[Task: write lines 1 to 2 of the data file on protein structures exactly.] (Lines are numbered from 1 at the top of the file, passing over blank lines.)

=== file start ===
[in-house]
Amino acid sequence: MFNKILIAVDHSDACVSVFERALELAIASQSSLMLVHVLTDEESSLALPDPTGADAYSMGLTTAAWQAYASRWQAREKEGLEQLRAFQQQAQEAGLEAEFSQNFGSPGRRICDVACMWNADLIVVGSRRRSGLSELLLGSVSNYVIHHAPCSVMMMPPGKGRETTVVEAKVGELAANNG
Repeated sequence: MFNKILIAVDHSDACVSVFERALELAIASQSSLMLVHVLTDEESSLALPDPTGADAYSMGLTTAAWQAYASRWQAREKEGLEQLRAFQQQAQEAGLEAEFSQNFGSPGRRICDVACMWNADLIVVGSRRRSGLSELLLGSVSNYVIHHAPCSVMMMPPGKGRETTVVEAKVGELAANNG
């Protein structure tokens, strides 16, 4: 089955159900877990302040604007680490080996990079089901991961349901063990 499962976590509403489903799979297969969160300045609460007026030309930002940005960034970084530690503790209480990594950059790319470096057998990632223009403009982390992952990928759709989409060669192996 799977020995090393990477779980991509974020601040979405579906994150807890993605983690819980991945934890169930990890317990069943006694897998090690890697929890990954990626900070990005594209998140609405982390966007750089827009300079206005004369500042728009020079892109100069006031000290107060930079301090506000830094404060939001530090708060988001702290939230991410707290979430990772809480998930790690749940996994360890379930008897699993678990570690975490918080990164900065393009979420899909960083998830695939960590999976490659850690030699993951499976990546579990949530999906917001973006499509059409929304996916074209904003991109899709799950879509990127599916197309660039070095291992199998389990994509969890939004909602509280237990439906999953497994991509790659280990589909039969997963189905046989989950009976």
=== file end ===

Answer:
[in-house]
Amino acid sequence: MFNKILIAVDHSDACVSVFERALELAIASQSSLMLVHVLTDEESSLALPDPTGADAYSMGLTTAAWQAYASRWQAREKEGLEQLRAFQQQAQEAGLEAEFSQNFGSPGRRICDVACMWNADLIVVGSRRRSGLSELLLGSVSNYVIHHAPCSVMMMPPGKGRETTVVEAKVGELAANNG